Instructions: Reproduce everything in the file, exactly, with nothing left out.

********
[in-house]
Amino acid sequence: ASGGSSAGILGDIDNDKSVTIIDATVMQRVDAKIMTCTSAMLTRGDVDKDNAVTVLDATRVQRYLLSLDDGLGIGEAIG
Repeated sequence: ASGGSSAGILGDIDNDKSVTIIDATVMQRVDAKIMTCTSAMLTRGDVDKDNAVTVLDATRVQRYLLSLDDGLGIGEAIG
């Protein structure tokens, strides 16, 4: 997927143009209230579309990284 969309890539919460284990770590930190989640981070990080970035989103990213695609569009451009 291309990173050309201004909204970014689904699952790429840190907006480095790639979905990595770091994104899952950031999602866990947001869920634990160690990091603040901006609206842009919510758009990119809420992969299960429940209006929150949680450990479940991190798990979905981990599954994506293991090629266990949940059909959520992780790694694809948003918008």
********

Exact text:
[in-house]
Amino acid sequence: ASGGSSAGILGDIDNDKSVTIIDATVMQRVDAKIMTCTSAMLTRGDVDKDNAVTVLDATRVQRYLLSLDDGLGIGEAIG
Repeated sequence: ASGGSSAGILGDIDNDKSVTIIDATVMQRVDAKIMTCTSAMLTRGDVDKDNAVTVLDATRVQRYLLSLDDGLGIGEAIG
């Protein structure tokens, strides 16, 4: 997927143009209230579309990284 969309890539919460284990770590930190989640981070990080970035989103990213695609569009451009 291309990173050309201004909204970014689904699952790429840190907006480095790639979905990595770091994104899952950031999602866990947001869920634990160690990091603040901006609206842009919510758009990119809420992969299960429940209006929150949680450990479940991190798990979905981990599954994506293991090629266990949940059909959520992780790694694809948003918008």